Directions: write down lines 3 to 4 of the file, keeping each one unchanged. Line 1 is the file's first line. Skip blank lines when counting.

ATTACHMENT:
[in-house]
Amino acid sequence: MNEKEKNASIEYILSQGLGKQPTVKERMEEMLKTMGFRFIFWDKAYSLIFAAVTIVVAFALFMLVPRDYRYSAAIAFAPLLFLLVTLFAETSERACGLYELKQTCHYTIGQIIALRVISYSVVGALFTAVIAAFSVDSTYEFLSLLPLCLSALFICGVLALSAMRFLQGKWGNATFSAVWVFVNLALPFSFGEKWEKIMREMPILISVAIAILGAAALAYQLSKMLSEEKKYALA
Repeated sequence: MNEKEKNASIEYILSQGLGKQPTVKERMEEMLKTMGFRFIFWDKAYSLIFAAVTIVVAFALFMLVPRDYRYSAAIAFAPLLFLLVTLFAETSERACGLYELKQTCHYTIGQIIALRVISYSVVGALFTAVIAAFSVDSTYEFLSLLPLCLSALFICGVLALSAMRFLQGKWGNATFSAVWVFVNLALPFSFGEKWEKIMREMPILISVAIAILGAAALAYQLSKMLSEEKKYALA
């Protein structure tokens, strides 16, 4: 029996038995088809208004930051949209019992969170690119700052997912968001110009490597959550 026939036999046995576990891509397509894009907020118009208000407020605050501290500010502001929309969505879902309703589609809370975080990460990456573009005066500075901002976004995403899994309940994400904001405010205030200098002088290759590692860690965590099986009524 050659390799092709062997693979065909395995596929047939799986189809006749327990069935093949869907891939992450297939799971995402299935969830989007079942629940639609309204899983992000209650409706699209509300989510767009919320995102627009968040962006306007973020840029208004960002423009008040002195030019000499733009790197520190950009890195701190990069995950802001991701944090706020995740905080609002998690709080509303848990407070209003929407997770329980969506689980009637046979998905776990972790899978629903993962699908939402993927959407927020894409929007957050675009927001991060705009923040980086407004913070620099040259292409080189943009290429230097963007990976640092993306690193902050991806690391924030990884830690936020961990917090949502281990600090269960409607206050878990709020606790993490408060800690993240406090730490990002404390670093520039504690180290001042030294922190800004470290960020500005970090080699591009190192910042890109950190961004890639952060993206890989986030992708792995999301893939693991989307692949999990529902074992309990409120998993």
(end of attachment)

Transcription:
Repeated sequence: MNEKEKNASIEYILSQGLGKQPTVKERMEEMLKTMGFRFIFWDKAYSLIFAAVTIVVAFALFMLVPRDYRYSAAIAFAPLLFLLVTLFAETSERACGLYELKQTCHYTIGQIIALRVISYSVVGALFTAVIAAFSVDSTYEFLSLLPLCLSALFICGVLALSAMRFLQGKWGNATFSAVWVFVNLALPFSFGEKWEKIMREMPILISVAIAILGAAALAYQLSKMLSEEKKYALA
């Protein structure tokens, strides 16, 4: 029996038995088809208004930051949209019992969170690119700052997912968001110009490597959550 026939036999046995576990891509397509894009907020118009208000407020605050501290500010502001929309969505879902309703589609809370975080990460990456573009005066500075901002976004995403899994309940994400904001405010205030200098002088290759590692860690965590099986009524 050659390799092709062997693979065909395995596929047939799986189809006749327990069935093949869907891939992450297939799971995402299935969830989007079942629940639609309204899983992000209650409706699209509300989510767009919320995102627009968040962006306007973020840029208004960002423009008040002195030019000499733009790197520190950009890195701190990069995950802001991701944090706020995740905080609002998690709080509303848990407070209003929407997770329980969506689980009637046979998905776990972790899978629903993962699908939402993927959407927020894409929007957050675009927001991060705009923040980086407004913070620099040259292409080189943009290429230097963007990976640092993306690193902050991806690391924030990884830690936020961990917090949502281990600090269960409607206050878990709020606790993490408060800690993240406090730490990002404390670093520039504690180290001042030294922190800004470290960020500005970090080699591009190192910042890109950190961004890639952060993206890989986030992708792995999301893939693991989307692949999990529902074992309990409120998993």